Report criticizes freshmen reading programs
The report stated summer reading is too contemporary.
Sep. 24, 2010
The National Association of Scholars placed freshmen reading programs such as Mizzou Reads under fire in a June report.
The organization promotes a traditional, Western-based education on college campuses.
Its 15-page report charged that the most popular books among such programs are too politically correct, not challenging enough and deal with similar topics, notably multiculturalism and the environment.
Institutions of higher education across the nation have responded by pointing out the goals of these programs are not the same as those of class curriculum, and using books regarding current events allows universities to host the authors, adding a new dimension to the reading experience.
NAS Public Affairs Director Glenn Ricketts said the ability to speak to the author of a book does not justify the modern emphasis.
"Most books that people have read for most of history have been written by people who weren't there to answer their questions," Ricketts said. "This exercise doesn't give you much of a gateway into the minds of ages past. One of the worst things students bring to school these days is a lack of a sense of history."
This year's Mizzou Reads selection was Jean Twenge's "Generation Me," a book utilizing statistics to analyze changes in generational characteristics. Past selections have included "A Thousand Splendid Suns" by Khaled Hosseini in 2009 and Greg Mortenson's "Three Cups of Tea" in 2008.
Although the two books before "Generation Me" dealt with common topics in the NAS report, the program said it does not look for any particular themes when choosing a book.
"We look for books that are intellectually stimulating and will promote interesting discussion," said Jordan Parshall, graduate assistant in the Office of New Student Programs. "They should also be socially controversial sometimes, just to promote more discussion. They try not to pigeonhole it. They don't want just novels or just stories about a particular population. We don't discount more historically relevant books or older titles, but we do look for things that address current issues."
Large universities across the nation have implemented programs with similar aims. At Ohio State University, the Buckeye Book Community helps encourage unity among students at one of the largest universities in America.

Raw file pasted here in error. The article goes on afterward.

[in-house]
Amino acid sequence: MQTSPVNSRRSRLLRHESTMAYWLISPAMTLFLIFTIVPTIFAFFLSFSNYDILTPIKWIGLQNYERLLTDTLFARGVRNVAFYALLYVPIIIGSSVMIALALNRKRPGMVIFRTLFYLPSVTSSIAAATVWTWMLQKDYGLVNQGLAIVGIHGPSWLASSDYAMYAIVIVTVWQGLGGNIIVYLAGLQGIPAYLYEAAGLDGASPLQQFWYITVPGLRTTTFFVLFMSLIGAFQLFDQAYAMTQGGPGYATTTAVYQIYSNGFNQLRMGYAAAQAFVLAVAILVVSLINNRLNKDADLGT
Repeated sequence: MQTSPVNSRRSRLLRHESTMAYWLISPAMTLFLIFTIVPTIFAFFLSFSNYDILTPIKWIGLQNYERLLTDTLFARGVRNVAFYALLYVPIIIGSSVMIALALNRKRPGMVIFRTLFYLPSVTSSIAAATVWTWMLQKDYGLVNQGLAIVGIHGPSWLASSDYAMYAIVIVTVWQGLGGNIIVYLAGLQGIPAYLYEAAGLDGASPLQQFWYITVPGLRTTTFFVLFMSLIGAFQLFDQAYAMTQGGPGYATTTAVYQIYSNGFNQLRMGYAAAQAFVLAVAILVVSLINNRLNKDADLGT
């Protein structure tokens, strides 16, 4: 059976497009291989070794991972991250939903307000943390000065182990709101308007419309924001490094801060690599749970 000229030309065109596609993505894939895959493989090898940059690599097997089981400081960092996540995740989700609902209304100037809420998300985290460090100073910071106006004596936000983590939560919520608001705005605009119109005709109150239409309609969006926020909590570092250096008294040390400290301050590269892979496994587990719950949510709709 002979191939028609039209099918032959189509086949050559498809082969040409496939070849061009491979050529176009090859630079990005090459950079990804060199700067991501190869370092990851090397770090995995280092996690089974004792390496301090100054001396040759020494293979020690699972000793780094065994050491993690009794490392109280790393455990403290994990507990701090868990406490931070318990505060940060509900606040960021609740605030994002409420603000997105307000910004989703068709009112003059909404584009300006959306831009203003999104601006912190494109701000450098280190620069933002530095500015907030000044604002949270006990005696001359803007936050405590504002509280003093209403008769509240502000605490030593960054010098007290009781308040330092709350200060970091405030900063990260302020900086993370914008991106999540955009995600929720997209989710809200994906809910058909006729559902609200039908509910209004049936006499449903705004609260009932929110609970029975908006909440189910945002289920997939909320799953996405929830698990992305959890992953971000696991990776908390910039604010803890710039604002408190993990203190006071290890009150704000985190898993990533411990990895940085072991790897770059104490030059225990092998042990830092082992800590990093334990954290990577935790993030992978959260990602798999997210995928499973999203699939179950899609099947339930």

"It's important to us that, even though we're big, we have a sense of community and shared experiences," said Mabel Freeman, Ohio State University assistant vice president of undergraduate admissions and first year experience.
Freeman said using modern books helps keep course curriculum relevant. "Three Cups of Tea" inspired Ohio State students to volunteer to help develop schools. This year's selection, "No Impact Man," ties in with campus efforts to be more environmentally friendly.
"It's always helpful when the book really does help the students realize that there's a connection between what they're learning in class and what's going on in the world," Freeman said.
Although many of the concepts in "Generation Me" were controversial, the MU Office of New Student Programs said this was welcome.
"We were fine with that because that encourages discussion between students and faculty and it actually gets people thinking," Parshall said. "When a student reads a book, whether they agree with what the author's saying isn't as important as whether they can critically think about how they feel themselves and where the author's coming from with her statements."
Ricketts said "Generation Me" could have been used in tandem with other historical works to give students a better sense of the past.
"Why not read that book and then a book from a different era that's kind of representative of that era and make a comparison?" Ricketts said. "It's all a question of context and what's familiar to you."
Ricketts suggested using works from earlier generations, such as Aristotle's take on younger generations, to cast current trends in a new light. The NAS said it believes colleges should choose books other than contemporary literature.